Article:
I visited this location in June 2012 and saw evidence of the battlefield and its memorials. I have concluded that it is truly one of the most important events in English history and changed the nation that we are, the language we speak, our culture and religion.

Wednesday, 11 July 2012

History and Politics Department Details

For more general information about the History and Politics Department at Nonsuch, including details on the courses we teach and the trips and activities that take place, please take a look at this new page.

Summer Reading 2012

NOTE: This has been adapted and updated from a previously published article and gives you a few ideas to get started on what books to read if you are considering history at university.

For people with UCAS and university interviews on their mind, Summer is a good time to find inspiration by reading some history books.

David Aaronovitch of The Times has helpfully made some recommendations, which include "The Ascent of Money" by Niall Ferguson, which looks at the global history of finance and "The Birth of the Modern World 1788-1800" by Jay Winik, which considers the connections between the momentous political events of the late 18th Century. Both books would obviously provide helpful parallels with our current political and economic problems.

Tudor Historians may find "Mary Tudor:England's First Queen" of interest as it takes quite a sympathetic view of her and David Starkey's "Henry-The Virtuous Prince" looks closely at the often neglected early years of Henry VIII's life. Here is a further selection of Tudor History books and here is a guide from to useful authors.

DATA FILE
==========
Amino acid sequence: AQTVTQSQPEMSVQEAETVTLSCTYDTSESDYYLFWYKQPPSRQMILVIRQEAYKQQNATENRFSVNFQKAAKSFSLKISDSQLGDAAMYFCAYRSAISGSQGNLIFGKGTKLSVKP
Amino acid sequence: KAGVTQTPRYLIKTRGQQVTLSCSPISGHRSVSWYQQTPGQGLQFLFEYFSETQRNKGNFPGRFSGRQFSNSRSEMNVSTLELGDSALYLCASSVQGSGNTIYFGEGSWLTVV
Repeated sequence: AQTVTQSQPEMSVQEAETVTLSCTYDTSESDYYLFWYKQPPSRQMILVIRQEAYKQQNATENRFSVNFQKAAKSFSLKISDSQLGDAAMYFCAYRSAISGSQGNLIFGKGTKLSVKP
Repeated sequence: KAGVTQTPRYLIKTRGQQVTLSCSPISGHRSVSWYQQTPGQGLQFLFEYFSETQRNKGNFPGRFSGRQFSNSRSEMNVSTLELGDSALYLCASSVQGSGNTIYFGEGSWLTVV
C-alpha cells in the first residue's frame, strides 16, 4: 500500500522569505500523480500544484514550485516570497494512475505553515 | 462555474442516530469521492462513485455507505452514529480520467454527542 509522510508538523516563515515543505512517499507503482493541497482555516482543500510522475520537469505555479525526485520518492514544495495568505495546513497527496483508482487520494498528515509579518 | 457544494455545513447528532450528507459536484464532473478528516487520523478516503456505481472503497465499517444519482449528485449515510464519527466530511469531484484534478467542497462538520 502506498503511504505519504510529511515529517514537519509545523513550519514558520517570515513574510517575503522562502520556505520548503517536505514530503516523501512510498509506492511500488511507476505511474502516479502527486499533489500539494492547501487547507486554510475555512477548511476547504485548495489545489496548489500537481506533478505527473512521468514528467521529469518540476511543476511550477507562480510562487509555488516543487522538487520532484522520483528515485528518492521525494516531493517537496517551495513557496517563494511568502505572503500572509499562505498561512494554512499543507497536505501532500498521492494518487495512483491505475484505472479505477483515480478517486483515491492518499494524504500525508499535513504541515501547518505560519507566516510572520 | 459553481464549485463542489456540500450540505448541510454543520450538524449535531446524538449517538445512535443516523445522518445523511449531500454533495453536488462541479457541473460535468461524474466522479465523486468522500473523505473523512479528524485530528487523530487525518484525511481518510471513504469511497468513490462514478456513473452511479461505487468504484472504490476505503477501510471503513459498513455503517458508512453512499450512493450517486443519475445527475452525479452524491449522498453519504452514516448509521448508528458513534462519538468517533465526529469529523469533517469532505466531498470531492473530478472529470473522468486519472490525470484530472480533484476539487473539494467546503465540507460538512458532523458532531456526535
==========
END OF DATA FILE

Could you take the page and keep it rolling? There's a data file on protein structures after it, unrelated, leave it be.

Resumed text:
EH Carr's "What is History" is the classic introduction to the nature of the subject and some ideas of historiography. Although it was published 48 years ago, it still contains many stimulating ideas to get the historian thinking. Other books that follow similar ideas, often written in response to Carr, include Geoffrey Elton's "The Practice of History, Richard Evans' "In Defence of History" and John Tosh's "The Pursuit of History". More information about these ideas can be seen at the Institute of History's special section on "What is History" here and in the Open University's website here.

If you are looking for further inspiration on what to read, check the "History Reviews" sections of the newspapers. Here is a links to the The Guardian'sand The Telegraph's history books secions. The Institute of Historical Research also has an extensive Reviews Section

The history section of course has a vast range of books and is worth checking for the latest to be published.

Please pass on any recommendations for books you have enjoyed, and happy reading!

PS: Here is a list of books and articles recommended for old AEA course (for A Level Students who wanted to stretch themselves further) which are worth considering.